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Posted on: November 10, 2016

Entrepreneurship in Kansas: Small Business as the Backbone of the State's Business Climate

Entrepreneurship in Kansas

Small businesses are the backbone of our nation’s economy. However, starting a small business can be a risk, as many factors play into whether a small business will succeed. For the entrepreneurs who take that leap of faith, they contribute vastly to the nation’s economy. Entrepreneurs who choose to start their small businesses are responsible for 63 percent of net new jobs created in the United States every year and small businesses in Kansas are part of what makes its business climate one of the best in the nation.

“Small businesses demonstrate and promote a sense of community in the economy that cannot be matched,” said Kansas Commerce Secretary Antonio Soave. “The hard-working Kansans that start their businesses from the ground up represent the epitome of success in the Kansas business climate. The Department of Commerce is committed to seeing these businesses thrive and we will help in any way that we can.”

While more than 20 percent of startups will close within a year of starting their business, this does not seem to faze Kansas entrepreneurs. This entrepreneurial spirit is demonstrated by the fact that 96.4 percent of all businesses in Kansas are small, or employ less than 500 people. Entrepreneurship in Kansas demonstrates the very characteristics on which American business continues to be built - hard work, quality and integrity.

Small businesses are responsible for large portions of certain sectors. The top industries in which small businesses employ Kansans are agriculture with 96.2 percent of all employees in Kansas, services with 93 percent, construction with 82.5 percent, mining and oil and gas with 77.1 percent and arts, entertainment and recreation with 73.8 percent. All-in-all the small businesses in Kansas employ over half of all private sector employees.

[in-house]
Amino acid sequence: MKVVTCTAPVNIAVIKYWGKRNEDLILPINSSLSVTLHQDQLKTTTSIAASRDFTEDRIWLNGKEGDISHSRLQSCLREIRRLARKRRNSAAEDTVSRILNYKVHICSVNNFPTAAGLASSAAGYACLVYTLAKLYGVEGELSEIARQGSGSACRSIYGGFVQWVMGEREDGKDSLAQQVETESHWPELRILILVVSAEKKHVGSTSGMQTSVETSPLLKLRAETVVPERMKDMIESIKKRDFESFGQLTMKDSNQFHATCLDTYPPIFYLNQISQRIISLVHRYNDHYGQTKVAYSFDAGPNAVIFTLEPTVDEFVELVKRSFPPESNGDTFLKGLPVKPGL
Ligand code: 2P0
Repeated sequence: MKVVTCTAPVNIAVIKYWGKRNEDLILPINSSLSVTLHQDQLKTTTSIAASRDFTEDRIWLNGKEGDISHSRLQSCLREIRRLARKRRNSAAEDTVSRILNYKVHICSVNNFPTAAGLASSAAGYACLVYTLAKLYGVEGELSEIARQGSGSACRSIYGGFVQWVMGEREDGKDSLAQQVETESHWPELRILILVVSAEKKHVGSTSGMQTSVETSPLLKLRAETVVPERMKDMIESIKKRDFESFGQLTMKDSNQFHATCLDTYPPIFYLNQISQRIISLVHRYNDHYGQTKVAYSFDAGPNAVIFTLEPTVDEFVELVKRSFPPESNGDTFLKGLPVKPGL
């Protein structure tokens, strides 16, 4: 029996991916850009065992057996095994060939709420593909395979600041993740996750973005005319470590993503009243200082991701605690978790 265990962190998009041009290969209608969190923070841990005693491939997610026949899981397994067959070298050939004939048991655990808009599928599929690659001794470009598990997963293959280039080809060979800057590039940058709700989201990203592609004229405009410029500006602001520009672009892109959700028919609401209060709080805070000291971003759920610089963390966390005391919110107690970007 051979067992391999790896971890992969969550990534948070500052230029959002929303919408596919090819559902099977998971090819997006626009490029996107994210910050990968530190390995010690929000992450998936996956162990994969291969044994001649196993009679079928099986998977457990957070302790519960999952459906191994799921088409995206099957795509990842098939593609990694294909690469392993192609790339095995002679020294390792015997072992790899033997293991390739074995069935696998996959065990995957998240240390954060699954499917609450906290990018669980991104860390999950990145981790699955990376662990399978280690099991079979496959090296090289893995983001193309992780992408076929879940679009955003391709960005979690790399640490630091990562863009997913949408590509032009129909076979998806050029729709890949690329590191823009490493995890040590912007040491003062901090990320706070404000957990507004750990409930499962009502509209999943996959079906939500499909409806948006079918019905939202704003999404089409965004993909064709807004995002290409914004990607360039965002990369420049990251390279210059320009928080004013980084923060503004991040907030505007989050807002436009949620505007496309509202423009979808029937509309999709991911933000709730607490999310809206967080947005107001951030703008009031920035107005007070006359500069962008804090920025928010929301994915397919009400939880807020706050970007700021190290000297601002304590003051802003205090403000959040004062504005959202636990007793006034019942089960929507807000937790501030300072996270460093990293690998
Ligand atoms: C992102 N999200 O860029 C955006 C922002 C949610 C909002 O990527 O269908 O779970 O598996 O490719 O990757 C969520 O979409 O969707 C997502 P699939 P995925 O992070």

Kansas has a very unique history of entrepreneurship, as minority ownership of small businesses is so prominent in the state. In the last decade, Kansas’ increase of minority ownership of businesses has surpassed the national average with 43.2 percent in Kansas, over the nation’s 38.1 percent. In fact, in the last decade, minority ownership of businesses has been responsible for all small business growth in the state. African American-owned businesses have increased by 27.6 percent, while Hispanic-owned businesses have increased by 74.8 percent and Asian-owned businesses have increased by 33.7 percent.

“The minority- and women-owned businesses in our state comprise a very talented and successful part of our small businesses here in Kansas,” said Rhonda Harris, from the Office of Minority and Women Business Development. “We have minorities and women with all types and sizes of business, from three people to 300 and from culinary ventures to production companies, the minority-owned businesses in this state add a vibrant shade of success to our business climate.”

Many small businesses have achieved great success in the Sunflower State. There are many resources available to these business startups in Kansas, including Angel Investor Tax Credits, the Office of Minority and Women Business Development, NetWork Kansas and the Kansas Small Business Development Center. These resources provide small businesses with the tools they need to be successful in Kansas.

Angel Investor Tax Credits help remove barriers restricting access to capital, while the Office of Minority and Women Business Development focuses on minority- and women-owned businesses and assists in a variety of ways. The Kansas Small Business Development Center provides low-cost or free business consulting or training and NetWork Kansas connects both emerging and established businesses to resources across the state that can assist them.

“Through the ability to assist small businesses with their endeavors, the Department of Commerce and other entities are able to help these businesses achieve great success,” said Secretary Soave. “We will continue to do all we can do provide that assistance.”

Entrepreneurship in Kansas has reached new heights through innovative businesses in an array of sectors. These small businesses help create a commitment to integrity and a dedication to quality. They also demonstrate service to the community through excellence and provide this quality to the state’s business environment. Small businesses help make business personal. The entrepreneurial spirit and dedication to excellence that Kansas small businesses boast is one of the most prized aspects of the Kansas economy.

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